Child Marriage in Turkey (Overview)

Authored by: Işıl Bayraktar

Categories: Human Rights
Sub-Categories: Sexual and Gender-Based Violence (SGBV)
Country: Turkey
Region: Europe and Eurasia
Year: 2014
Citation: Bayraktar, Işıl. Child Marriage in Turkey (Overview). United Nations, 2014.

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Executive Summary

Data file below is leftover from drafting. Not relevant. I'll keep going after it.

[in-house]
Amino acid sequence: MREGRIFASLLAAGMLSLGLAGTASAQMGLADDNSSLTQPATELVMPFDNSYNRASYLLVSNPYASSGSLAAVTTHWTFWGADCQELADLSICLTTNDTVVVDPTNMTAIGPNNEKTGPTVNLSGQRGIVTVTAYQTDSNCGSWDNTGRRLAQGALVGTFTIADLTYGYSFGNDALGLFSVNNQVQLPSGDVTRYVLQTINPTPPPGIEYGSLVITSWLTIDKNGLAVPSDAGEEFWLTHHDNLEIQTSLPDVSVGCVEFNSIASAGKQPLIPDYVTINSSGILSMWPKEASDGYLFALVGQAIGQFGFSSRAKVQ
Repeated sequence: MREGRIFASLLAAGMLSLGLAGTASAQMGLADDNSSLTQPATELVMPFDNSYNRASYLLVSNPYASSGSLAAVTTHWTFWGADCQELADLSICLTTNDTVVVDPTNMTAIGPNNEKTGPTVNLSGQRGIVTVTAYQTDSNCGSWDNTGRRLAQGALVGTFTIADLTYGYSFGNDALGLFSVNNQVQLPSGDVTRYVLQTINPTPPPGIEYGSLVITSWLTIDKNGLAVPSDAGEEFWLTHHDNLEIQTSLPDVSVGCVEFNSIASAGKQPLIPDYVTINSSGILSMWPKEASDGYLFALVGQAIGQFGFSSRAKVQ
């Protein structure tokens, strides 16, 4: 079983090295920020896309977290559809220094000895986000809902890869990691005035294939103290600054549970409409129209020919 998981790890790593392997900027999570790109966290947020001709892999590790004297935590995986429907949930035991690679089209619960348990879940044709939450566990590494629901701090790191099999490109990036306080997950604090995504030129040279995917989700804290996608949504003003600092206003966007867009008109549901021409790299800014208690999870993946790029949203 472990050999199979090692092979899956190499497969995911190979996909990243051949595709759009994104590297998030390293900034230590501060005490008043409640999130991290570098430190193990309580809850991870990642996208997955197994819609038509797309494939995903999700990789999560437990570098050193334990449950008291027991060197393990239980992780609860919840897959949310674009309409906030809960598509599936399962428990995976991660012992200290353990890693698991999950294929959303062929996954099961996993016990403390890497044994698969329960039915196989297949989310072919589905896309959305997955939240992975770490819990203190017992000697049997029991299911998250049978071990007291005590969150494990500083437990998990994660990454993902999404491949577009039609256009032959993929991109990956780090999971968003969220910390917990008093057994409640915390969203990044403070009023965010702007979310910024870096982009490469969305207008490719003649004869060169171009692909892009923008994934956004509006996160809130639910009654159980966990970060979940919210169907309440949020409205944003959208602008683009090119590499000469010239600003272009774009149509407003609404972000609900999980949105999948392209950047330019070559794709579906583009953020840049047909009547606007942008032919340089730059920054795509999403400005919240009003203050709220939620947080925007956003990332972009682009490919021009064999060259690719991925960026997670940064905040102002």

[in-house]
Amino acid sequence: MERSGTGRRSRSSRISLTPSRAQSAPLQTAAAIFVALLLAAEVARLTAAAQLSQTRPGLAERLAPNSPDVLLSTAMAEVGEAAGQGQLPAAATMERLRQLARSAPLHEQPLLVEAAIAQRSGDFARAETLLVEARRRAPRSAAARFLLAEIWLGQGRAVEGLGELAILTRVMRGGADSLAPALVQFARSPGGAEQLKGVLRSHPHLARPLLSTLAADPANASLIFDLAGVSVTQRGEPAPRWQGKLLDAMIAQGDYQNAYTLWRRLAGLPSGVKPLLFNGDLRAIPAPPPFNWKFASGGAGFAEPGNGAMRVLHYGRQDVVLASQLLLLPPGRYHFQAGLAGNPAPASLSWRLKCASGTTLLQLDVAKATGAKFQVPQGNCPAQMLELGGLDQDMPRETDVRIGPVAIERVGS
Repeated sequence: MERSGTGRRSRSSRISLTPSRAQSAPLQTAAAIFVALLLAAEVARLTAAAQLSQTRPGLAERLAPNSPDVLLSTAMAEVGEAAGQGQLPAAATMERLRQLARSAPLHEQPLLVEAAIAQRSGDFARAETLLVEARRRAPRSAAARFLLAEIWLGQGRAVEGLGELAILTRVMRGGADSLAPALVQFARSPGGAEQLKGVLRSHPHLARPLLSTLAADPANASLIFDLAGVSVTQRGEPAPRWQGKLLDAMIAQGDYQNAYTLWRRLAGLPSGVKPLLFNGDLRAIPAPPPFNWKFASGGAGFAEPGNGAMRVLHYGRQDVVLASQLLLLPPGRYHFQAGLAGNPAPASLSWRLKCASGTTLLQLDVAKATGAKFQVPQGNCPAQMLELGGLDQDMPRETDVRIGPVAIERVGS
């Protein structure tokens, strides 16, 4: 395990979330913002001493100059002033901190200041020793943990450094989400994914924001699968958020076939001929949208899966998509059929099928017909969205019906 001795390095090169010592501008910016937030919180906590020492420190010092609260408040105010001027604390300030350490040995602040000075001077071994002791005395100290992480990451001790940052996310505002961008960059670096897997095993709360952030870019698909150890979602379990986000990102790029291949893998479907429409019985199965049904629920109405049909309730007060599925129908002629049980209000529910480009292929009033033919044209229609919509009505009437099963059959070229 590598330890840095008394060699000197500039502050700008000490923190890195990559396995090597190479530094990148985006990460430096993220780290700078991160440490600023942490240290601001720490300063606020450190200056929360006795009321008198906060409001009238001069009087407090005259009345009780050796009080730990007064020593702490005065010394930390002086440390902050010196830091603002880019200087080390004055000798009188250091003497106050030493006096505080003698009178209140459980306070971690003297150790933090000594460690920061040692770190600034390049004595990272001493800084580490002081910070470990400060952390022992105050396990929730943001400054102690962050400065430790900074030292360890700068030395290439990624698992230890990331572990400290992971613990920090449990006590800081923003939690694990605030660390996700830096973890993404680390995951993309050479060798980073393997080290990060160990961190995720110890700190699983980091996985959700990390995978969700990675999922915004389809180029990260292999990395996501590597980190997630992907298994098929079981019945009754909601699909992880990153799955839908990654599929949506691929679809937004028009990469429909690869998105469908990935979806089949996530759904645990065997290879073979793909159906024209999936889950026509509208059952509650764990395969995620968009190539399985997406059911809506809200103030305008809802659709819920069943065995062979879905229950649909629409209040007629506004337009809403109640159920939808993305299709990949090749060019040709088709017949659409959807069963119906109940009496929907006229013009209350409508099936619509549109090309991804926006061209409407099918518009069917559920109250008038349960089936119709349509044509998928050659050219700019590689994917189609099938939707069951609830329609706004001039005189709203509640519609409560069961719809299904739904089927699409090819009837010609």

When a girl delays marriage, everyone benefits. A girl who marries later is more likely to stay in school, work, and reinvest her income into her family. Crucially, a girl who marries later is more empowered to choose whether, when, and how many children to have. When investments in girls are made, everyone benefits: their families, communities, and most importantly, the girls themselves. There is a huge cost to inaction on child marriage. It is time for policy-makers, parliamentarians, communities, families, and young people to address this issue head on. Let’s deliver a world where every pregnancy is wanted, every birth is safe, and every young person’s potential is fulfilled. Let girls be girls. Child marriage violates girls’ rights, denies them of their childhood, disrupts their education, jeopardises their health, and limits their opportunities. No cultural, religious, or economic rationale for child marriage can possibly justify the damage these marriages do to young girls and their potential. A girl should have the right to choose whom she marries and when. Parents want the best for their children, and need to support their girls’ choices and decisions to marry. UNFPA is working with governments and partners at all levels of society to deliver comprehensive programmes addressing the needs of vulnerable and married girls, and providing access to livelihoods, social support and health programmes, including sexual and reproductive health. The ultimate aim is to end child marriage in this generation and to shift cultural attitudes to protect girls’ rights.